Lumina Part 1

BY Susan Taylor Block

On June 3 1905 Hugh MacRae (1865-1951) owner of the local power company flipped a switch that lit thousands of dazzling lights. Lumina both a building and an experience was born. It wasn’t The Lumina or Lumina Pavilion — just Lumina. The six-letter word said it all and no matter how many thousands of bright lights burned at Lumina generations of dance floor patrons learned that there is nothing more electrifying than the heat of human touch.

Lumina was MacRae’s brainchild and the grandest of his many efforts to promote the use of electricity and commerce on the necklace island of Wrightsville Beach. Electricity had first come to Wilmington in 1886. In 1899 13 years later Thomas Edison himself showed up to both promote the new power tool and to personally introduce his new invention the phonograph. Edison visited Wrightsville Beach during his short stay at the Orton Hotel in downtown Wilmington.

In 1905 many Wilmingtonians still relied on candles for light and coal or wood fireplaces for heat. MacRae wanted to sell them on the new product but was even more interested in extending his power business to other municipalities. Even with MacRae’s promotions some towns like Kenansville wouldn’t accept the newfangled idea of power poles until the mid-1920s.

MacRae also owned the streetcar system and valuable real estate and improvements at Wrightsville Beach — such as the Oceanic Hotel and the Harbor Island Pavilion — all of which promised to increase in value if Lumina succeeded. He offered discounts to anyone who patronized multiple power system localities at the beach.

The power company had just extended the streetcar system to Wrightsville Beach in 1905 and the new oversized orange-yellow beach cars needed riders. In addition constructing the pavilion was going to cost around $7 000 — a whopping sum at the time. Further construction costs would raise the overall cost of Lumina to $35 000 by 1919. Though the idea and general plan for Lumina came from the ever-fertile mind of Hugh MacRae it was his bookish teenage daughter Agnes MacRae (Morton) who named it. “Lumina ” she said simply. “It’s the Latin word for light.”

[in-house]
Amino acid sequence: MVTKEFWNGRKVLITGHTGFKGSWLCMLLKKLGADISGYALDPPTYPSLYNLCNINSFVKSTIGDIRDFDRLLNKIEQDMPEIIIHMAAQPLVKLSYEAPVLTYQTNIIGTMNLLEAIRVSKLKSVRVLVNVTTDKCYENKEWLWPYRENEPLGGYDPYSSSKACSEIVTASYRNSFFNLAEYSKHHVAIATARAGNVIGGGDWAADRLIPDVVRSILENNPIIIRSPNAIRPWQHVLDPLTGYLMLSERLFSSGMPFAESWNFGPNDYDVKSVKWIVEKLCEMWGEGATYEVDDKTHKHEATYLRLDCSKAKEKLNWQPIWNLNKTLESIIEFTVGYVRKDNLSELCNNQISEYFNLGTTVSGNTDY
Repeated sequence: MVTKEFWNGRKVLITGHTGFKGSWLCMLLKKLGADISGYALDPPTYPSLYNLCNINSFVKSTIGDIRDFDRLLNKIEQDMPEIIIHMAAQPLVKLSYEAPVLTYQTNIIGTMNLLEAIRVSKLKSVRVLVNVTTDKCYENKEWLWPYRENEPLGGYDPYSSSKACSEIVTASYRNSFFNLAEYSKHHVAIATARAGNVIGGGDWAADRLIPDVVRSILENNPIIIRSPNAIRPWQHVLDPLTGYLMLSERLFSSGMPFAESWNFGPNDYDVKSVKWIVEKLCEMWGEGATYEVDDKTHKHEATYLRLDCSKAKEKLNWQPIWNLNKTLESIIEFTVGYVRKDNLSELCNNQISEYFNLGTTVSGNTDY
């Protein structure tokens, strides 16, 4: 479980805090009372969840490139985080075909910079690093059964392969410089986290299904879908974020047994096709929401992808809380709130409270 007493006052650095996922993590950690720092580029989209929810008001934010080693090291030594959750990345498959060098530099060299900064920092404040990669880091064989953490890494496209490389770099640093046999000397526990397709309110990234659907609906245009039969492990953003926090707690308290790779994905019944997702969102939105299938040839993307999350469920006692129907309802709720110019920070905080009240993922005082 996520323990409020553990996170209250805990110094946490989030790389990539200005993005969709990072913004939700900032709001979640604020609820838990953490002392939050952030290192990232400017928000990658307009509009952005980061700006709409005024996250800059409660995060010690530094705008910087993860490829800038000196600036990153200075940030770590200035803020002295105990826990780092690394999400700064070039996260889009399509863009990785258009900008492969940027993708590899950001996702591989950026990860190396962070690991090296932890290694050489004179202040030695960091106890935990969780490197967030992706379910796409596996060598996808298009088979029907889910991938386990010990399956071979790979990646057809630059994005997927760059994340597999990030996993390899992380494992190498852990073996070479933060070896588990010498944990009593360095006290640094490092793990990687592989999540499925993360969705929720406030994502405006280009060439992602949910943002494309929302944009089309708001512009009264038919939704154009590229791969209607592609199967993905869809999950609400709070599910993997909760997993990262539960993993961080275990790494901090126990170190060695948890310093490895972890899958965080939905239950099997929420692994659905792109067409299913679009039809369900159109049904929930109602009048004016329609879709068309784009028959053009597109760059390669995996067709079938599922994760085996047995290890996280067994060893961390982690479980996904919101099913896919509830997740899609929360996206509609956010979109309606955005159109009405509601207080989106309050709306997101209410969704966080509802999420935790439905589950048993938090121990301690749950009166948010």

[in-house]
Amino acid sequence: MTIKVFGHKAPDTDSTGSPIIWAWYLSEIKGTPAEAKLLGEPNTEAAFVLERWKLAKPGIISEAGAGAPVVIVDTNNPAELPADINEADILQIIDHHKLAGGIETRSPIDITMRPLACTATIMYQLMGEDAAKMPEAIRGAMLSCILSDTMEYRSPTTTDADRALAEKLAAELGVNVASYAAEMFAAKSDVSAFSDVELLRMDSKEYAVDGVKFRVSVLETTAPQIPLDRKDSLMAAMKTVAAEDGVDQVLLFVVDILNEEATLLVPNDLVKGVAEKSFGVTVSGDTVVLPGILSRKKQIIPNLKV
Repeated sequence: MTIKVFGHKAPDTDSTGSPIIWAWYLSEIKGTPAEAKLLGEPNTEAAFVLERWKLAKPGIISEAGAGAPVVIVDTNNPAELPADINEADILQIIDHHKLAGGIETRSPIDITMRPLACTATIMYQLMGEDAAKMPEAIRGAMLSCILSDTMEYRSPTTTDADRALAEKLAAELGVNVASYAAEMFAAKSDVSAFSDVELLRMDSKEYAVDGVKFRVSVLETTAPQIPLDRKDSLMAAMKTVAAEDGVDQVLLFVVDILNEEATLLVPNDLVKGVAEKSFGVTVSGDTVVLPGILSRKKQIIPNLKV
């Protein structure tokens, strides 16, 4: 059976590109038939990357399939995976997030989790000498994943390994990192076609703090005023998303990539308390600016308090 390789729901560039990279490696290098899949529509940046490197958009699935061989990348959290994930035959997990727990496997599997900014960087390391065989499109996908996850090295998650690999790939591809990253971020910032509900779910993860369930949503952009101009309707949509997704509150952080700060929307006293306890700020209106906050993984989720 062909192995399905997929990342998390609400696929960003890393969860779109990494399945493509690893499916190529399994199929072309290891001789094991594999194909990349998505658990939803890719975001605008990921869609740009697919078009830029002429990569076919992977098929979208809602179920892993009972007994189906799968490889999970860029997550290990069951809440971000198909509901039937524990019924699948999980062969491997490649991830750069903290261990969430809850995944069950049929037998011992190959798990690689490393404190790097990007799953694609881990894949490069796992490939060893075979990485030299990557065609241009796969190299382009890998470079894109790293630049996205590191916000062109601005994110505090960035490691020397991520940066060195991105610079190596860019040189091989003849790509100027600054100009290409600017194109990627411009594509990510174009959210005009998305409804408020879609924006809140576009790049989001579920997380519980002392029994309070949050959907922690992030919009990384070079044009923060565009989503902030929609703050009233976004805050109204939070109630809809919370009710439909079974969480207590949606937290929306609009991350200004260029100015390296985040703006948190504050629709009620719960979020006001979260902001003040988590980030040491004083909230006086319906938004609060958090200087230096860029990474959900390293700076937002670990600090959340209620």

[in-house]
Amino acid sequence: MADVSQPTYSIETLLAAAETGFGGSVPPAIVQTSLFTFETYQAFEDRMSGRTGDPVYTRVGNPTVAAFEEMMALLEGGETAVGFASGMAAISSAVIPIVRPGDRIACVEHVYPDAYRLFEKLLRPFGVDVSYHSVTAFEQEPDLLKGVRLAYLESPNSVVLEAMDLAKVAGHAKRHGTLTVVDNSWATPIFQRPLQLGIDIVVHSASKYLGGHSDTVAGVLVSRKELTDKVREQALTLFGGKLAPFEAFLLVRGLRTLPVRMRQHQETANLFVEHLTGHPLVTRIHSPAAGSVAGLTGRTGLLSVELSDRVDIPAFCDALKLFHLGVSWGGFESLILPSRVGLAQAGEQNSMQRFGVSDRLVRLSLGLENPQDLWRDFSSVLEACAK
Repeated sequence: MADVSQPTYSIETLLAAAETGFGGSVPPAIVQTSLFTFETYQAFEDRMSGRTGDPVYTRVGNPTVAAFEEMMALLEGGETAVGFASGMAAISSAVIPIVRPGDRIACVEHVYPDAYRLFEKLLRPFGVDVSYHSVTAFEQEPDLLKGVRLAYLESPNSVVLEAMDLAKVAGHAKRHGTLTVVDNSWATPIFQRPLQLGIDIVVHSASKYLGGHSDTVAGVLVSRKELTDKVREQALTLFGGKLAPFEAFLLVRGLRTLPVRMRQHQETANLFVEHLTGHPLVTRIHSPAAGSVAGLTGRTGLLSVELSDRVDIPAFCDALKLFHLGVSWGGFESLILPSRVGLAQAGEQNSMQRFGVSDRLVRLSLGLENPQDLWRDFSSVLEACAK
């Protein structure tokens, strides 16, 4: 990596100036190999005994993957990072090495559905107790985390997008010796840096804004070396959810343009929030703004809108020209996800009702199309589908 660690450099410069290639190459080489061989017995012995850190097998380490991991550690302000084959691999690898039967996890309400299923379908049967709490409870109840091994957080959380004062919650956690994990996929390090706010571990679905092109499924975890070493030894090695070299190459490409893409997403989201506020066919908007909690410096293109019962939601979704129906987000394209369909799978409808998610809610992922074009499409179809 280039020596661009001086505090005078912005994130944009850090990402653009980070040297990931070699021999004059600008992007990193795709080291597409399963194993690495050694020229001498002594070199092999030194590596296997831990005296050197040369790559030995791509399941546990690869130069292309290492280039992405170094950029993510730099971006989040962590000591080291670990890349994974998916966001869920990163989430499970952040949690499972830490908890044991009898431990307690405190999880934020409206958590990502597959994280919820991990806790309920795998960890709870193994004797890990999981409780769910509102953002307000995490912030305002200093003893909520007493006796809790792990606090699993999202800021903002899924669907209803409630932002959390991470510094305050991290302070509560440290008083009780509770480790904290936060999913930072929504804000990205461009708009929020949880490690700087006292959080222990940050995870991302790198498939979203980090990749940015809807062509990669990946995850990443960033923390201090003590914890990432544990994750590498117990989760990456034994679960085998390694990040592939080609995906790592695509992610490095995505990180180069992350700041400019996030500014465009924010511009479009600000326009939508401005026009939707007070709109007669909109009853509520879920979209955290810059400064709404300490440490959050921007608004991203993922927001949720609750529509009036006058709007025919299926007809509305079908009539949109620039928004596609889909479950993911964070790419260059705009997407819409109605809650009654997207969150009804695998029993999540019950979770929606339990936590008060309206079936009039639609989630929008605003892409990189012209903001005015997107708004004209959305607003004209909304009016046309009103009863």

Though MacRae paid a token fee of $10 for the property members of the Nathan Marx and Schloss families actually donated the land on which Lumina was built. The three interrelated families owned the south end of Wrightsville Beach and were looking for ways to promote land sales. Nevertheless it was a tremendous gift. Realtor/Broker Vance Young of Intracoastal Realty estimates the value of their gift in relative money today to be an estimated $32 million.

Henry Emil Bonitz (1872-1921) a local architect designed the structure as an architectural work of art that was capable of providing both casual and elegant accommodations. The second-story 50- by 70-foot dance hall featured a masterful natural sound amplification system and an ample spectators’ gallery. Both Bonitz’s original plans and those he drew for numerous alterations of the burgeoning destination business would be valuable documents today. Unfortunately Bonitz documented his designs on linen napkins. His wife Kate Burnett Bonitz obviously a very practical woman washed the napkins after his death in 1921 to free them up for everyday use.

The lights of Lumina quickly became a beacon and a fascination. Natives who lived a slight distance away got the best view of the incredible display of glowing bulbs. Wilmingtonian Margaret Banck 90 remembers when her grandfather John Geischen owned Turtle Hall on Greenville Sound. Geischen lived in an old house now razed at 6267 Turtle Hall Drive. “Granddaddy always kept the trees cut so that we could read the letters L-U-M-I-N-A ” said Banck. “The lights were dazzling.”

The years 1905 until 1929 represented the height of Lumina’s elegance. In those days jewels and haute couture gowns reigned on Saturday nights. Though not prone to spend much time in the sweltering South during summer society’s notables still visited Lumina back in the days when Wilmington’s own society was at its high-fashioned peak. The Pembroke Joneses Henry Walters the Kenan and Wise families and MacRae himself were grand ambassadors for Wilmington within their extensive national spheres of influence.